Tensions are flaring in Mohawk communities near Montreal after statements by the federal government and RCMP that outside police may raid the communities in search of alleged cigarette traffickers. RCMP commissioner Norman Inkster recently told reporters, “Should circumstances require, it’s entirely possible that we will end up enforcing the law on a native reserve.” Prime Minister Jean Chretien had similar words in the House of Commons, according to an article in the Montreal Gazette. “This enforcement will be applied everywhere and anywhere there is illegal smuggling activity.”

The statements, the boldest so far threatening police raids, provoked consternation among Mohawks. “Native communities once again are being scapegoated for something that’s not their problem,” said Andrew Delisle Jr., liaison officer for the traditionalist Mohawk Nation Office of Kahnawake. “It’s the same old business. They’ve got the law in their pocket and they’re using it to destroy our nation.”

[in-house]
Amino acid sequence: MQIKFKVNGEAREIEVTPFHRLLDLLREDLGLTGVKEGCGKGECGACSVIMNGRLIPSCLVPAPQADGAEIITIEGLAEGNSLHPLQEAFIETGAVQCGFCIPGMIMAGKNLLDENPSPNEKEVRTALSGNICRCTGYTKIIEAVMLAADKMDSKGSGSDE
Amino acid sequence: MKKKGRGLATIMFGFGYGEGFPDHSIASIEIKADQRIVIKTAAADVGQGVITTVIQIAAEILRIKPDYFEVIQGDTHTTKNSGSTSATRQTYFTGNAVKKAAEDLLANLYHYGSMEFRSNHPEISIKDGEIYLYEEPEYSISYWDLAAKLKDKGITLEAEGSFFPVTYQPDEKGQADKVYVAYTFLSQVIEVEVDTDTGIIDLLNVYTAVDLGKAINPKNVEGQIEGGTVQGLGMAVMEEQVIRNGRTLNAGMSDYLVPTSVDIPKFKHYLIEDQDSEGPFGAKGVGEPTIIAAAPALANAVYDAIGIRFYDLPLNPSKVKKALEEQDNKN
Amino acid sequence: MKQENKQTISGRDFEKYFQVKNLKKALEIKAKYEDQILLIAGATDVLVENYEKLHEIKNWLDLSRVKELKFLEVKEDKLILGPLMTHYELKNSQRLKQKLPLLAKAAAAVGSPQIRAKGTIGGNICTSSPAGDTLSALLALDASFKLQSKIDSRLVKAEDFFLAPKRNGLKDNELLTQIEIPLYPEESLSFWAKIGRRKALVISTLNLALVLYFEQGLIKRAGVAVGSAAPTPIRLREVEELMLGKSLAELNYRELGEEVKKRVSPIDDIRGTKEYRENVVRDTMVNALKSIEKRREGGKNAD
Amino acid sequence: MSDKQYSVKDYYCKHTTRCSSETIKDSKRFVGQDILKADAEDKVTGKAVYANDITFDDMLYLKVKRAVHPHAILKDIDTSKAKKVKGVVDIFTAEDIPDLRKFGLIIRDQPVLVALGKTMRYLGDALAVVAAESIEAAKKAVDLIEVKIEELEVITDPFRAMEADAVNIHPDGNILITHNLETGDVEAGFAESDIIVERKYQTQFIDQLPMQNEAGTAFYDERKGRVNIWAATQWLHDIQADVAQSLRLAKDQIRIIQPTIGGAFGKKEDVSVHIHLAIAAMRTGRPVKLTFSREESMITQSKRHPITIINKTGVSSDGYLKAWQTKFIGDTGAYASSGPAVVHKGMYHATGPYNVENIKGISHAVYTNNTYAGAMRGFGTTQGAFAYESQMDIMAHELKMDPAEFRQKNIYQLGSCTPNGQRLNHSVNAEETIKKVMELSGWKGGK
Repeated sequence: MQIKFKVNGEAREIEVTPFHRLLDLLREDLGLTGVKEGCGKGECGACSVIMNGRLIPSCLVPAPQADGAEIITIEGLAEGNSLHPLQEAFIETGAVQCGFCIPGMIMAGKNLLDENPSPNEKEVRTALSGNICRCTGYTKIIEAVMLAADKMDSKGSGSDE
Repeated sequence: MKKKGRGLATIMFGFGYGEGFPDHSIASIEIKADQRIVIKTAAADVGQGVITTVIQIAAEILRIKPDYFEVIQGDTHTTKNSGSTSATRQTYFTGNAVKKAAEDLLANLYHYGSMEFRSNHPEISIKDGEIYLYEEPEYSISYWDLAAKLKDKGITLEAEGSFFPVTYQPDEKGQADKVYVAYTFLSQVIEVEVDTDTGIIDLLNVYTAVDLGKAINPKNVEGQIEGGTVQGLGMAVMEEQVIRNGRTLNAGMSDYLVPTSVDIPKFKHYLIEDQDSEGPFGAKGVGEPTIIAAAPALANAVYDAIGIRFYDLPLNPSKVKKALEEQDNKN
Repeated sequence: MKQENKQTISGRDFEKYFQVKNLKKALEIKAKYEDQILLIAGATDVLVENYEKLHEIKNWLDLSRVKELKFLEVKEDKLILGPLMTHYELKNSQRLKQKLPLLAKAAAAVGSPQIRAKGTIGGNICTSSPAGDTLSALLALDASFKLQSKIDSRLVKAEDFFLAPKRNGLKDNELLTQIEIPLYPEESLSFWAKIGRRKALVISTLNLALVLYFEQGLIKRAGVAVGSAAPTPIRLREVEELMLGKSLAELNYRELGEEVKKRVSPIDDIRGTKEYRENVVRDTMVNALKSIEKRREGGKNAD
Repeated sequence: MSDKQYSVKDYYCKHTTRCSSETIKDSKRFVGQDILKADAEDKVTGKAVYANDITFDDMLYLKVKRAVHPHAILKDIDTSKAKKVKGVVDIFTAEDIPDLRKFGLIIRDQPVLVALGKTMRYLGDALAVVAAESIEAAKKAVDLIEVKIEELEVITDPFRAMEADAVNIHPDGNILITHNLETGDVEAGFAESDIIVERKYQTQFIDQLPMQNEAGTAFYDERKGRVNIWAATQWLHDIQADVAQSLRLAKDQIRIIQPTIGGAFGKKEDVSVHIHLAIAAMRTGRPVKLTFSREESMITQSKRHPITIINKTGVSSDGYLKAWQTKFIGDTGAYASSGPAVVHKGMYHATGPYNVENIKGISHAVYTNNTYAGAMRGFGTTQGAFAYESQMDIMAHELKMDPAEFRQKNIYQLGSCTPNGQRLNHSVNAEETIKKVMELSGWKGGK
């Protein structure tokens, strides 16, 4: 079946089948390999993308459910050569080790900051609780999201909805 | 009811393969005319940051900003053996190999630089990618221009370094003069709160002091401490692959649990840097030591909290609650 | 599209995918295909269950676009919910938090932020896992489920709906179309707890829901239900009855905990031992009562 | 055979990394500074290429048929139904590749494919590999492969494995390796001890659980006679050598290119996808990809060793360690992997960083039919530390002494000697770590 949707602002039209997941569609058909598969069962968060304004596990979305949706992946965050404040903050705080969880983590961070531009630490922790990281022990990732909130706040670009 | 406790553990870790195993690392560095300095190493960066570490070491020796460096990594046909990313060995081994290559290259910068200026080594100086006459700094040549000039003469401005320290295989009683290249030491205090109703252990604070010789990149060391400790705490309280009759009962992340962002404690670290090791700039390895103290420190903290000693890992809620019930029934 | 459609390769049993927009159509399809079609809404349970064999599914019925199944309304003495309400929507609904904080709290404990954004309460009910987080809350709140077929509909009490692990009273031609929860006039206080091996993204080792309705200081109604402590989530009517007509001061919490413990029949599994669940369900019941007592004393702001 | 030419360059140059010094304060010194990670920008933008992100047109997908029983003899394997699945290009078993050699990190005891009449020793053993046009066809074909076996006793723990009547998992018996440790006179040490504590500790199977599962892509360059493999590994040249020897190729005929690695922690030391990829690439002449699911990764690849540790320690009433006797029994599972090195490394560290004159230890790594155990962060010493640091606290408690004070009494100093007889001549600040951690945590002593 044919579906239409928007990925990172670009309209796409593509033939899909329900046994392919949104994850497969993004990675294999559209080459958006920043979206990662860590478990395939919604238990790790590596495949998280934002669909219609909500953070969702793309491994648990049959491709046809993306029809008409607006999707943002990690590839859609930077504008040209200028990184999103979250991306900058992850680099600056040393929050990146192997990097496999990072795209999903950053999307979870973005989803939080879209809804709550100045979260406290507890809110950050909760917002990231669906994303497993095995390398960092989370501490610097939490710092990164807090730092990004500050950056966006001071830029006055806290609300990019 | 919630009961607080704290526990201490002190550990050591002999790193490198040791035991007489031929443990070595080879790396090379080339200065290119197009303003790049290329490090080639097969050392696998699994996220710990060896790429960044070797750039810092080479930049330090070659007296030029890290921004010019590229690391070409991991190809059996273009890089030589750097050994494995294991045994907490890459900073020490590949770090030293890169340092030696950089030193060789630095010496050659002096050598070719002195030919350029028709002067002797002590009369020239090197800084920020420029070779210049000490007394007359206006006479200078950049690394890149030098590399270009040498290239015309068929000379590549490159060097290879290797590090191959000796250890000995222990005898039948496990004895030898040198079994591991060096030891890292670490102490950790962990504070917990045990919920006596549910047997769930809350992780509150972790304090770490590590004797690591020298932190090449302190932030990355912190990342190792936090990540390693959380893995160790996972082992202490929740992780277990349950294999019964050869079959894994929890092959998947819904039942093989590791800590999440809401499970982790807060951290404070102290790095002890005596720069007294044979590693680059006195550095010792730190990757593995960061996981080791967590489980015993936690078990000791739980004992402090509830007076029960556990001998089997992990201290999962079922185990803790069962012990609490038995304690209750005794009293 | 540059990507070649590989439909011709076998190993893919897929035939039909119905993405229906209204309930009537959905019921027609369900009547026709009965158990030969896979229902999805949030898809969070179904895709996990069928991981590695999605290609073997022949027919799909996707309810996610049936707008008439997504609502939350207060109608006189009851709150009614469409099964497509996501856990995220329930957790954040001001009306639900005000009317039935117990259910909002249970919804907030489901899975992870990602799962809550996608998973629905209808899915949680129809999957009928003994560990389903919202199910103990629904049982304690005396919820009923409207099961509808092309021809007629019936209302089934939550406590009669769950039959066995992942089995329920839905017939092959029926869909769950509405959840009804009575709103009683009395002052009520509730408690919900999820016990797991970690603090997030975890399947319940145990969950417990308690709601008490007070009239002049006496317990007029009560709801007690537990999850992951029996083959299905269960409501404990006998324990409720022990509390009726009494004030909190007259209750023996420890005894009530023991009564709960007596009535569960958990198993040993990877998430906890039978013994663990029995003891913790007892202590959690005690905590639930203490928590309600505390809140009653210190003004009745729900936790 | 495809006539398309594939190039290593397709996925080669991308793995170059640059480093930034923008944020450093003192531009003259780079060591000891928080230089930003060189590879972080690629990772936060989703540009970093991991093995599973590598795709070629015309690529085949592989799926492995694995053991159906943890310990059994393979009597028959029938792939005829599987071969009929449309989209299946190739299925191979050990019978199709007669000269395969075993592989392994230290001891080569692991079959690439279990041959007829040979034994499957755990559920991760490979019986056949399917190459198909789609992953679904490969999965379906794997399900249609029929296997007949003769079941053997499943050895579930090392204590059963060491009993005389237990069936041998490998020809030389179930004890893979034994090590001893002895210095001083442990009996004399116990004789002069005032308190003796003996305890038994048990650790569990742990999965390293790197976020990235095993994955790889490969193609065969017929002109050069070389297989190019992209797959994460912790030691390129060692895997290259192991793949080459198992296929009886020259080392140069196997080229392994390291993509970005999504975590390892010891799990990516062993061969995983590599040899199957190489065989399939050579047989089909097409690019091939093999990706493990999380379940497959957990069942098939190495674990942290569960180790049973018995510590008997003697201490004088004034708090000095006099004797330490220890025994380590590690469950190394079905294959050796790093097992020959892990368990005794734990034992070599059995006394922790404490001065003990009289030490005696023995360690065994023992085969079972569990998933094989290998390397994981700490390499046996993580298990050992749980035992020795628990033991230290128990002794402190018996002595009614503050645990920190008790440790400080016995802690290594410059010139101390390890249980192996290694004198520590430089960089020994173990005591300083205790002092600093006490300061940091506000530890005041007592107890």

Delisle said the RCMP presence outside Kahnawake has been stepped up. “They are driving right to the perimeter and shining spotlights at our checkpoints as if to say, ’Look, we’re back.’ It’s childish. I will personally hold those officers responsible if they provoke an incident.”

An internal RCMP memo obtained recently by a Toronto newspaper says the Mounties planned to raid several Mohawk communities in Quebec and Ontario. The Surete du Quebec has also appealed to the Quebec government for powers to intervene against alleged cigarette smugglers in the Mohawk communities. The stepped-up police activity is part of a government anti-smuggling plan, which included a $3 tax-cut for each pack of smokes.

Mohawks say the 1794 Jay Treaty grants them the right to bring goods across the U.S. border without paying taxes, but the government doesn’t agree. Statistics Canada reports that Mohawks control only five per cent of the illegal cigarette trade. The rest is controlled by organized crime. But according to some estimates, 70 per cent of contraband cigarettes enter Canada through the Mohawk community of Akwesasne which straddles the Canada-U.S. border.